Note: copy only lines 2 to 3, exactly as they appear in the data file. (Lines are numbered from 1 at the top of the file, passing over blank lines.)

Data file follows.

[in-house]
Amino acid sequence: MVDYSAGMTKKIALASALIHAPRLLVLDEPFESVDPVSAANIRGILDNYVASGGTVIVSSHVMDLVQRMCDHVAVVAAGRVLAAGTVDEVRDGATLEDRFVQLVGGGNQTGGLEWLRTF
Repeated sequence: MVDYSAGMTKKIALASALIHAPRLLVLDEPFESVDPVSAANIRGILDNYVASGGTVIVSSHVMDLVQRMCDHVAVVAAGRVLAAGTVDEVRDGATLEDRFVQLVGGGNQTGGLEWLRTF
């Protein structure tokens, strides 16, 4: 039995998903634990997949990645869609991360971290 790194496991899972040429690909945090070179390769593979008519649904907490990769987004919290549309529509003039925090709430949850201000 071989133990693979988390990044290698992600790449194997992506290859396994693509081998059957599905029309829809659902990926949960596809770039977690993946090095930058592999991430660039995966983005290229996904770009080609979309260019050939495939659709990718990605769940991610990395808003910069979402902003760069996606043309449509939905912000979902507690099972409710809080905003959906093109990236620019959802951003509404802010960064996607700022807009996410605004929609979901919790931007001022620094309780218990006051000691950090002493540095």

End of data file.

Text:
Amino acid sequence: MVDYSAGMTKKIALASALIHAPRLLVLDEPFESVDPVSAANIRGILDNYVASGGTVIVSSHVMDLVQRMCDHVAVVAAGRVLAAGTVDEVRDGATLEDRFVQLVGGGNQTGGLEWLRTF
Repeated sequence: MVDYSAGMTKKIALASALIHAPRLLVLDEPFESVDPVSAANIRGILDNYVASGGTVIVSSHVMDLVQRMCDHVAVVAAGRVLAAGTVDEVRDGATLEDRFVQLVGGGNQTGGLEWLRTF